Man Wearing Laurels

Popped up on Pinterest this morning, this steamy painting by John Singer Sargent (Pinterest attends almost daily to my long-standing interest in Sargent’s works):

(#1) Sargent, Man Wearing Laurels (oil on canvas, 1874-80) in LACMA

To come: the LACMA curator’s notes on this painting; a comparison with a more famous charcoal sketch by Sargent (of a different model); and then some exploring into Pinterest’s source for the image in #1, the USEUM site (“an online encyclopedia of Art”).

The curator’s notes. From the LACMA site:

Sargent executed several studies of male nudes, which were probably painted during or soon after his student years at the private atelier of Carolus-Duran. While Man Wearing Laurels is a bust-length study, a more elaborate painting of perhaps the same man wearing laurels, A Male Model Standing before a Stove, late 1870s [reproduced at the end of this posting]… , indicates that the figure is a professional model posing in a studio.

French academic training extolled the human form as the major vehicle of expression. Usually the student was forced to develop his draftsmanship through meticulous drawings. Only after gaining a command of the human figure was the student permitted to use paint.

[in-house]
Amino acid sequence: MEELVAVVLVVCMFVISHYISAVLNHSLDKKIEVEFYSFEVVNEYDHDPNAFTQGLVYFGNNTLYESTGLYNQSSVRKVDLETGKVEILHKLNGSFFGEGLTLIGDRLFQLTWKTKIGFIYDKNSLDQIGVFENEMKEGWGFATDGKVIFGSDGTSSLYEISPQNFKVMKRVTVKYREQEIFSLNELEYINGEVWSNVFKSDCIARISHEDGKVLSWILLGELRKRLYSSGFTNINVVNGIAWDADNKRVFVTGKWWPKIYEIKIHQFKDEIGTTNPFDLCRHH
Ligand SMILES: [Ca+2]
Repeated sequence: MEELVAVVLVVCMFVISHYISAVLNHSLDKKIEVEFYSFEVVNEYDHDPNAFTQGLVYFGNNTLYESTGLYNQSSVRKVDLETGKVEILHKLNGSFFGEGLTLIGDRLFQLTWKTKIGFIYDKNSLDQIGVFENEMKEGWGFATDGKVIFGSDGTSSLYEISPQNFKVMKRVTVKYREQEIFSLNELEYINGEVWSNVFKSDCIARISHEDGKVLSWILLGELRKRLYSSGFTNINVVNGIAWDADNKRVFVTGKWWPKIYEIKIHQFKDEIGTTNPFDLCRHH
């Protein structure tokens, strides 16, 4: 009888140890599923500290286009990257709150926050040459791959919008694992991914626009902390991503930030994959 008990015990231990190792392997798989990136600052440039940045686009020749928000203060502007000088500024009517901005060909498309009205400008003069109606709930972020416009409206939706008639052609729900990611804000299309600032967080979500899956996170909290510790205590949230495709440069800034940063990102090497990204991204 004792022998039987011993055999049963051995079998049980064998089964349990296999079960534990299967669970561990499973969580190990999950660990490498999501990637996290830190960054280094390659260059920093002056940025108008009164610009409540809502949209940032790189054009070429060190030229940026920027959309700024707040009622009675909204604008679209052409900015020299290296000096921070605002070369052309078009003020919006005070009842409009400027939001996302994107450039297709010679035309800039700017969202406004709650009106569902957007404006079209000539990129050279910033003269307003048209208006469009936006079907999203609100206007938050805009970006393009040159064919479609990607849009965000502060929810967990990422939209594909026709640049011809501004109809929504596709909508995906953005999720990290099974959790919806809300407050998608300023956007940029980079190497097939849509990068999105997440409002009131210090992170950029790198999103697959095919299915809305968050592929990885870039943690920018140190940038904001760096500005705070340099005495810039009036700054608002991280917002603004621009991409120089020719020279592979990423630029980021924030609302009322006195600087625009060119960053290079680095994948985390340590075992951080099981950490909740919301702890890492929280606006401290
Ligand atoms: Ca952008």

Carolus-Duran was considered a radical in his methods because he encouraged his students to merge drawing with painting. He emphasized tonal painting as the means to construct form and stated, “Search for the values … Establish the half tints (la demiteinte) as a basis, then a few accents and the lights”… Following these tenets, Sargent built up the model’s face by applying lights and darks to convey the sense of three-dimensionality, reserving the strokes of the brightest flesh tints for the nose and chin. Sargent’s strokes are swift and sure, without concern for minute details or surface finishing. The shadowy light, reminiscent of Spanish painting, not only boldly contrasts the model’s chest and face but softens the image.

Capturing the face. Compare the bust portrait in #1 with a facial portrait, the remarkable charcoal sketch of Olimpio Fusco (from 1900-10), discussed in my posting of 10/29/21 “Seven Faces” (by Sargent, among them a portrait of Carolus-Duran):

(#2)  More elegant steaminess (the full drawing, above, includes the model’s address and telephone number)

The USEUM site. #1 came to me not directly from LACMA, but via the USEUM page for the painting. USEUM began as Foteini Valeonti’s Ph.D. project Making art accessible with crowdsourcing at University College London; the “online encyclopedia” (of about 80,000 art works) is organized into a number of thematic collections, among them Identity and Diversity in Art History. The logo and description (by curator Liam Otero) for this collection:

(#3) Detail from In Vaudeville: Acrobatic Male Dancer with Top Hat (by Charles Demuth, 1920)